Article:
The source, who asked to remain anonymous, said that it’d be much easier for an insider to obtain the data that The Shadow Brokers put online rather than someone else, even Russia, remotely stealing it. He argued that “naming convention of the file directories, as well as some of the scripts in the dump are only accessible internally,” and that “there is no reason” for those files to be on a server someone could hack. He claimed that these sorts of files are on a physically separated network that doesn’t touch the internet; an air-gap. (Motherboard was not able to independently verify this claim, and it’s worth bearing in mind that an air-gap is not an insurmountable obstacle in the world of hacking).
Of course, as Matt Suiche, the CEO of Dubai-based cybersecurity company Comae,noted in a post analyzing the insider theory, a leading theory is . . .
David Silverberg reports at Motherboard:
“There has to be a better way.”
That’s what UK software developer Mike Fox thought last year when he was searching RottenTomatoes.com for blog posts about films he wanted to check out. But as much as he liked the curation and aggregation of reviews that gave each film a score, he was frustrated he couldn’t filter results based on the number of critic or audience reviews. He was also annoyed by the many articles about celebrities surrounding reviews, which cluttered and sullied the database.
So, like many intrepid developers, he built a better site.
Cinesift, which launched last September but was updated recently thanks to a popular post on reddit, aggregates the aggregators. It lists more than 21,439 films and includes data from Rotten Tomatoes, Metacritic, Letterboxd, IMDB and more. Fox created an algorithm that averages the score from each source to give each film a new rating, while also displaying if the film is available on DVD, Netflix and Amazon Prime.
While Fox’s idea isn’t entirely new—InstantWatcher.com also lists films with Netflix/Amazon Prime availability—he developed a robust search engine that will make Cinesift incredibly popular with finicky movie lovers. The standard search options include the ability to find films based on year or decade, genre, the number of critic reviews, and whether it’s available on DVD, Netflix and/or Amazon Prime. The impressive Advanced Options let you filter results based on director, cast and even keyword within the plot description.
Got MLB fever and in the mood to catch a baseball-related movie? Type “baseball” into the Plot field and you’ll see results ranging from Moneyball to Sugar to Bull Durham.
Other Advanced Options for filtering let you toggle sliders for fields such as rating and number of audience reviews within each source, such as Metacritic and IMDB.
The coolest feature for those outside the U.S. is the ability to select on a drop-down list the Netflix availability for various regions, such as Canada, UK, Sweden and Australia. . .
Nathaniel Popper reports in the NY Times:
As state after state has legalized marijuana in one way or another, big names in corporate America have stayed away entirely. Marijuana, after all, is still illegal, according to the federal government.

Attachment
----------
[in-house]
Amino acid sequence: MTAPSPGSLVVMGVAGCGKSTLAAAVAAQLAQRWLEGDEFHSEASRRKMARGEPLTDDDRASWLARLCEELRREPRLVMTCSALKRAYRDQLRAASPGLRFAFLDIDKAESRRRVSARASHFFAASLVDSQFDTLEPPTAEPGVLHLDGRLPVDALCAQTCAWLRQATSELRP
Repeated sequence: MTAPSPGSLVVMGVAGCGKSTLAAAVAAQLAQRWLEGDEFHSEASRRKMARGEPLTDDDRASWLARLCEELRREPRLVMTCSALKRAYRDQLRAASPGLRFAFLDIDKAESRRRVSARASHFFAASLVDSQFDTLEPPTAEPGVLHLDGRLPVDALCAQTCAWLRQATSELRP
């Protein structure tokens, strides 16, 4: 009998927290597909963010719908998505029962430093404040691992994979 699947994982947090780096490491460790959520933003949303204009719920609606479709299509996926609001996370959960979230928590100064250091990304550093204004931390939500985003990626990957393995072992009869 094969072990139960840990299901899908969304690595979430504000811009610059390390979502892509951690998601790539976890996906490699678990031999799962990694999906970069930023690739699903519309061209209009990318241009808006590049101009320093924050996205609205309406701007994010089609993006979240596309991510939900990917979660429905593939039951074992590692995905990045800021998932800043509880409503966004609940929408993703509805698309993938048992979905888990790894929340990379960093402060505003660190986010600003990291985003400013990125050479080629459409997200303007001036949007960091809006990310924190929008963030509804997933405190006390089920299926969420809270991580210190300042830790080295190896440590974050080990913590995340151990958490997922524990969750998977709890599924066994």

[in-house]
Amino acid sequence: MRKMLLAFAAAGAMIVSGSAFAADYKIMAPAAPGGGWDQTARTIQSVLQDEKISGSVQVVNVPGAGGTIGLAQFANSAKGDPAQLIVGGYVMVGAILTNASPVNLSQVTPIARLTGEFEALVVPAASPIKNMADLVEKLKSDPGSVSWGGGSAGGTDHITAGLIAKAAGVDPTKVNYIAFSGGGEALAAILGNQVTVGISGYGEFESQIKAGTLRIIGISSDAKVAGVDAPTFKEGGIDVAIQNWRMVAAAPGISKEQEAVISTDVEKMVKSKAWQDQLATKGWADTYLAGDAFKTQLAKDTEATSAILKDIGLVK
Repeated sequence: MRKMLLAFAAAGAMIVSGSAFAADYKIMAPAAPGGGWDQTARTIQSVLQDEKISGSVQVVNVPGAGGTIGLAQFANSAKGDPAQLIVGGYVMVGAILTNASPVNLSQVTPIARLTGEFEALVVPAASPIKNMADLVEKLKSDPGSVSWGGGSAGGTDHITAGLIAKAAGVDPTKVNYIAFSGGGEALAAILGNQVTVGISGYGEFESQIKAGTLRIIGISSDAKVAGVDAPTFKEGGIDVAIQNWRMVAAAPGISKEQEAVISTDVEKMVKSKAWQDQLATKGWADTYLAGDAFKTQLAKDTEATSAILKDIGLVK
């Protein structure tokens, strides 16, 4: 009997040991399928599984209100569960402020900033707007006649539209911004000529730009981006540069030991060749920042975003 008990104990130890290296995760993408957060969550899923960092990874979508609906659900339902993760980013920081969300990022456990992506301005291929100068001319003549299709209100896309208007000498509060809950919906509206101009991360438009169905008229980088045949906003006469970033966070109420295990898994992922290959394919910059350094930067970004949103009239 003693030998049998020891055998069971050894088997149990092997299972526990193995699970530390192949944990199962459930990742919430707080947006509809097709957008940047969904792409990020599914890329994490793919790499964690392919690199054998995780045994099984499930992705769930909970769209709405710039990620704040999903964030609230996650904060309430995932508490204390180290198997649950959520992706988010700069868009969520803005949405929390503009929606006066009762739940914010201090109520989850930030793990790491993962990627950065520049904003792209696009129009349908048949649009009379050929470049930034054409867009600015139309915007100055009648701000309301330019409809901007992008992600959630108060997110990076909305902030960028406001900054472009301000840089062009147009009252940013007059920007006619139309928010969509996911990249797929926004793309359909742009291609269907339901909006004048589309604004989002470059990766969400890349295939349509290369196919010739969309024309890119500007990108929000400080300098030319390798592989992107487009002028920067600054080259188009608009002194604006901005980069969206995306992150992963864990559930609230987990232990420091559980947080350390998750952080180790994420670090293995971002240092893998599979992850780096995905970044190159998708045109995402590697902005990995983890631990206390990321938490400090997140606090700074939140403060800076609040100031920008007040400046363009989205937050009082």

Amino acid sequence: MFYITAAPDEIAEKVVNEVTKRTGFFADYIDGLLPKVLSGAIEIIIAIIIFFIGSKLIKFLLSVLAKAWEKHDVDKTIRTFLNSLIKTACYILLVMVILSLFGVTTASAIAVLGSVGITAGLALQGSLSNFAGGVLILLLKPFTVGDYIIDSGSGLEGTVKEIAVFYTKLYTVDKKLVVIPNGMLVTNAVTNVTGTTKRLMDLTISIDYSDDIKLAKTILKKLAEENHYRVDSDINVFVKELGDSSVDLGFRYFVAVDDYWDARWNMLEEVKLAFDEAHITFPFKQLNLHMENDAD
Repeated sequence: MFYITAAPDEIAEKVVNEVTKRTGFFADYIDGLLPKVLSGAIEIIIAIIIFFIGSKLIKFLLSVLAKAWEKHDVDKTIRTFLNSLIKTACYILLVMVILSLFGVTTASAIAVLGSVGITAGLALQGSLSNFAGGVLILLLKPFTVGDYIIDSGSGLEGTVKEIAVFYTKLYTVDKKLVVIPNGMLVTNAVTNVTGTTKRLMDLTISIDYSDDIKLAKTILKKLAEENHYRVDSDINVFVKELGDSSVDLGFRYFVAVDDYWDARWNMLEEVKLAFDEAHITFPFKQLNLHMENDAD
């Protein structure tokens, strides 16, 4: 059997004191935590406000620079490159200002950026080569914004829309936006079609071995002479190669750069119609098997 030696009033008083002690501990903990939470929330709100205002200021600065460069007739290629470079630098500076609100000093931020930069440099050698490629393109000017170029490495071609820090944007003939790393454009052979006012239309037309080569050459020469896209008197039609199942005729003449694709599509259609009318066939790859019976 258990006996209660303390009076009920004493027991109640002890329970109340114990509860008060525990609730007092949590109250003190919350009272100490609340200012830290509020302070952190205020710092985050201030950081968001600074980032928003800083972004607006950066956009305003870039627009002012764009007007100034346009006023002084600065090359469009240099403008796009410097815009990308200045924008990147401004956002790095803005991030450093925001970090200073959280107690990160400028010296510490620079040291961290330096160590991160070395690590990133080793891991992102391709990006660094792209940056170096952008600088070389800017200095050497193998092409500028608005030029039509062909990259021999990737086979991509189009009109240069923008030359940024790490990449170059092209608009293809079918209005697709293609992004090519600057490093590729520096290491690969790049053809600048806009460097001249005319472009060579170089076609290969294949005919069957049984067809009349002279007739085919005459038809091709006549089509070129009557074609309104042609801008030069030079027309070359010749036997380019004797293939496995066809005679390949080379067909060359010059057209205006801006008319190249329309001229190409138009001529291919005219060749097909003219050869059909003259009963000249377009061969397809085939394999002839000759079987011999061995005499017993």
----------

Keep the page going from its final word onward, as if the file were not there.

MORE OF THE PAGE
But Microsoft is breaking the corporate taboo on pot this week by announcing a partnership to begin offering software that tracks marijuana plants from “seed to sale,” as the pot industry puts it.
The software — a new product in Microsoft’s cloud computing business — is meant to help states that have legalized the medical or recreational use of marijuana keep tabs on sales and commerce, ensuring that they remain in the daylight of legality.
But until now, even that boring part of the pot world was too controversial for mainstream companies. It is apparent now, though, that the legalization train is not slowing down: This fall, at least five states, including the biggest of them all — California — will vote on whether to legalize marijuana for recreational use.
So far, only a handful of smaller banks are willing to offer accounts to companies that grow or sell marijuana, and Microsoft will not be touching that part of the business. But the company’s entry into the government compliance side of the business suggests the beginning of a legitimate infrastructure for an industry that has been growing fast and attracting lots of attention, both good and bad.
“We do think there will be significant growth,” said Kimberly Nelson, the executive director of state and local government solutions at Microsoft. “As the industry is regulated, there will be more transactions, and we believe there will be more sophisticated requirements and tools down the road.”
Microsoft’s baby step into the business came through an announcement on Thursday that it was teaming up with a Los Angeles start-up, Kind, that built the software the tech giant will begin marketing. Kind — one of many small companies trying to take the marijuana business mainstream — offers a range of products, including A.T.M.-style kiosks that facilitate marijuana sales, working through some of the state-chartered banks that are comfortable with such customers.
Microsoft will not be getting anywhere near these kiosks or the actual plants. Rather, it will be working with Kind’s “government solutions” division, offering software only to state and local governments that are trying to build compliance systems.
But for the young and eager legalized weed industry, Microsoft’s willingness to attach its name to any part of the business is a big step forward. . .
The whole article by Ryan Gallagher in The Intercept is worth reading, but just look at the chart:
This shows the importance of developing pattern-recognition software that can trawl through the oceans of data to find significant connections to be reviewed in depth.